Seinarukana is an ambitious visual novel / SRPG hybrid that should appeal to fans of anime-style JRPGs like Ar tonelico and Agarest War.
Publisher: JAST USA
Voice: All major characters fully-voiced except protagonist
Genre: Strategy RPG, visual novel
Tags: fantasy, comedy, harem protagonist
Mission SS rank requirements
Hard mode clear data (LV55 characters, Narukana route and Eternal difficulty unlocked)
Differences between the Steam version and 18+ version
Romance and sexual content
How to show your support
Seinarukana is the second entry in the Spirit of the Eternity Sword series and sequel to Aselia the Eternal. The story takes place some time after the events of that game and in a different sector of the universe, the Time Tree. The Time Tree is a sort of pocket dimension that keeps outsiders out and residents inside, and as a result Seinarukana is a standalone title with only a loose connection to its prequel. Those who have played Aselia the Eternal and finished Aselia's route will smile at Euphoria's introduction and recognize some of the shared setting elements, but this is certainly a title you can leap into without playing earlier games in the series.
Released by XUSE in Japan in 2007, Seinarukana's English license was announced by JAST USA at Anime Expo 2011. Nine years later, the game is finally available in English. While Seinarukana is a very long game (>50hrs for a single playthrough) and surely took great effort to localize, this game is worth less in today's market than it was in 2007. In 2007, this was an impressive game with few peers. In 2016, The PS2-era production values are less impressive. JAST needs to reduce its turnaround time to stay relevant.
The team that made Seinarukana later broke off from XUSE and established Eternal, where they've released several gameplay-centric titles similar to Seinarukana, including Yumina the Ethereal. Ironically, Yumina the Ethereal was released after Seinarukana in Japan (2009) but before Seinarukana in English (2013), underlining the problems in JAST's release process. A non-adult direct sequel in the Spirit of the Eternity Sword series is also in the works, and an English release appears likely (Aselia the Eternal 3 teased - in English!). This will share characters with Aselia the Eternal, so if you need a reason to go back and play it, there you go (it's an excellent game, though dated).
This is a review of the original adult version of Seinarukana released by XUSE and JAST USA. A Steam version is also available with the adult content removed and replaced by other content (see below). Aselia the Eternal was also originally an eroge but the content was deemed inappropriate for English release (further commentary by me), and thus JAST only released a non-adult version. Readers can stay up to date on censorship in other eroge (such as Baldr Sky) by following me on Twitter or checking my list of censored eroge.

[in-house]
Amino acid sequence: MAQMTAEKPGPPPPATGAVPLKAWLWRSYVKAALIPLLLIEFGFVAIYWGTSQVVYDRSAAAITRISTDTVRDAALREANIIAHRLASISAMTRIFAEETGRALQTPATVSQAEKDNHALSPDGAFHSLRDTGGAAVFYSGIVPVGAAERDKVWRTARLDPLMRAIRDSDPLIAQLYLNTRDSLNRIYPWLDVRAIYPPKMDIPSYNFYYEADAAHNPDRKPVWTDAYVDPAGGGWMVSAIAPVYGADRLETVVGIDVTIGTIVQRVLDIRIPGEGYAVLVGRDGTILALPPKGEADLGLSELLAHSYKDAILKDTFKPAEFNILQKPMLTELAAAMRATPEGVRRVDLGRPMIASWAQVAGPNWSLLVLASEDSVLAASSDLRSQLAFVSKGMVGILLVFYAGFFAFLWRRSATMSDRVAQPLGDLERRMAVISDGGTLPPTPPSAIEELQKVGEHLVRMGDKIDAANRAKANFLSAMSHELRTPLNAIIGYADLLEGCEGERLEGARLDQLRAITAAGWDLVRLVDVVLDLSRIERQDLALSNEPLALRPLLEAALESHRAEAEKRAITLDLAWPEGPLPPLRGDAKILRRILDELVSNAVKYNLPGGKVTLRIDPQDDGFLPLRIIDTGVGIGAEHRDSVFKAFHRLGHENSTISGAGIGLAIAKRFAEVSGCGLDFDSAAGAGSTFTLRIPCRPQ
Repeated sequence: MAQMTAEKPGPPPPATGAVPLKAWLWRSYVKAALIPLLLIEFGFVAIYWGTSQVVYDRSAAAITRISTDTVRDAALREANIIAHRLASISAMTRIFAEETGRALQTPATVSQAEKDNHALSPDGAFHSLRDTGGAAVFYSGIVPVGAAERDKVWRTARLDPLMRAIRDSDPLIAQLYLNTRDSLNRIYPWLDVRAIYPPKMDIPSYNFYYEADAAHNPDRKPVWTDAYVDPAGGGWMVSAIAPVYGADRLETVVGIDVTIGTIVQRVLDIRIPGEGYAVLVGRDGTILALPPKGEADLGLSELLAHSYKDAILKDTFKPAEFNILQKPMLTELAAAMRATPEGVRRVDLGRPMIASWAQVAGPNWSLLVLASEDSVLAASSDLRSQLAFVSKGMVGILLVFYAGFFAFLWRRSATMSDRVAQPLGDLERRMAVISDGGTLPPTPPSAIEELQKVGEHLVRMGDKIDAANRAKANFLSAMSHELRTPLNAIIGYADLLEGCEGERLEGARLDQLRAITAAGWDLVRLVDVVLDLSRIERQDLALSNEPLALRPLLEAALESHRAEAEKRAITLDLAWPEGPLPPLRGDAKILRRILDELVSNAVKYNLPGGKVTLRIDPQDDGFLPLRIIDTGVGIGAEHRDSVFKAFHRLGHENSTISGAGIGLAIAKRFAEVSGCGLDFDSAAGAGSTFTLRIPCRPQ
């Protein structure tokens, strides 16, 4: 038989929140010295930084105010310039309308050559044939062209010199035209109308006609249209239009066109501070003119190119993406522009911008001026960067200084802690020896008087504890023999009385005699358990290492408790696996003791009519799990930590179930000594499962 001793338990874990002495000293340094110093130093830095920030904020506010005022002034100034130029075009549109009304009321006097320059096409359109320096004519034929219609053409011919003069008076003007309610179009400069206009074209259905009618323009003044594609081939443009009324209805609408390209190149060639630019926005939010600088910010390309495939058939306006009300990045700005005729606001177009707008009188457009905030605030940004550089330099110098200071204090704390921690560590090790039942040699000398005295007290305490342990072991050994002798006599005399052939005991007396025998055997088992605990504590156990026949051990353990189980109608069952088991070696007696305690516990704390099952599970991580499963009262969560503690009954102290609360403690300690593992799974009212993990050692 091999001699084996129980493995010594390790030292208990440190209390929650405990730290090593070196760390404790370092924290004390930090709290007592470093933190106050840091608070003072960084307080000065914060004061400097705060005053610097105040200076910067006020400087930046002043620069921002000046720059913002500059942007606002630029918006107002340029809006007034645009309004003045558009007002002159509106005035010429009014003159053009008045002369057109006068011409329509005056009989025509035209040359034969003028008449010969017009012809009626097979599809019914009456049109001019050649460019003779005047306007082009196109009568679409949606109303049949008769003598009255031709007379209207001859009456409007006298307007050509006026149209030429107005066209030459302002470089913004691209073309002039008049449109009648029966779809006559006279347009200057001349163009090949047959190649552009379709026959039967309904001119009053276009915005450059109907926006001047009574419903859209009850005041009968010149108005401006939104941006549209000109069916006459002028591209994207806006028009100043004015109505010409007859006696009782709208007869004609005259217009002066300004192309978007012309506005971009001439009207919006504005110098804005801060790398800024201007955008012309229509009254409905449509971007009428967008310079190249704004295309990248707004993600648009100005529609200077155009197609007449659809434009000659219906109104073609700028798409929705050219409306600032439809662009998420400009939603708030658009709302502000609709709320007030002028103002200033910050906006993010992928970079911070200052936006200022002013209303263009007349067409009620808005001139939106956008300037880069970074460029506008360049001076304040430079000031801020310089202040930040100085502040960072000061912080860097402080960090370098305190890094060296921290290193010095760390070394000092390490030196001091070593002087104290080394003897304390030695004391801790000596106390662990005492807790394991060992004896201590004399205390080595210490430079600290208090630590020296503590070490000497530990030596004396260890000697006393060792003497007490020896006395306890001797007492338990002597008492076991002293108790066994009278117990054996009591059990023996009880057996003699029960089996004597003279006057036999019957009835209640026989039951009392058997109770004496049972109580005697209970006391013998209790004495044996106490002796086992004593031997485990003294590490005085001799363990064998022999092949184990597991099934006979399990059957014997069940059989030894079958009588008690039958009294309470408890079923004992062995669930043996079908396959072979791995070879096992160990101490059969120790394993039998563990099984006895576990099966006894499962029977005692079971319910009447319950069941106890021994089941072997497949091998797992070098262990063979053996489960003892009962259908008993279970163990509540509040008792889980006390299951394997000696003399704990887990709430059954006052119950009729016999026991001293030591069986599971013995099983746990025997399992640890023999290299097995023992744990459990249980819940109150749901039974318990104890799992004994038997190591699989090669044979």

My review is based on a Normal Mode playthrough of Satsuki's route and a Hard Mode playthrough of Narukana's route in the English version. I also did a Normal Mode playthrough of Naya's route 7 years ago.
The Steam version, based on the Japanese PSP version, has extra scenes and CG to replace the adult scenes that were removed, as well as a few extra missions that appear to be separate from the main scenario. You can survey the additional mission content (in Japanese) here. The adult version sold on J-List also includes a Steam key.
Seinarukana follows the dimension-traveling adventures of Nozomu and his band of friends. The story opens in a typical high school in Japan. Nozomu's everyday life is shattered when the school is suddenly attacked by hollow-eyed invaders from another world wielding medieval weapons and fantastic magics. Amidst the chaos he and others awaken to supernatural powers that had long lied dormant--powers inherited from a previous life. When the dust settles the entire campus has dimension shifted, and the students find themselves stranded in an alien world. While at first they simply seek to return to their world, they gradually become entangled in a dimension-spanning intrigue that threatens the entire multiverse. In the process, Nozomu and friends discover the nature of their powers and the true scope of the conflict they've stumbled into.
|Venturing into a brave new world|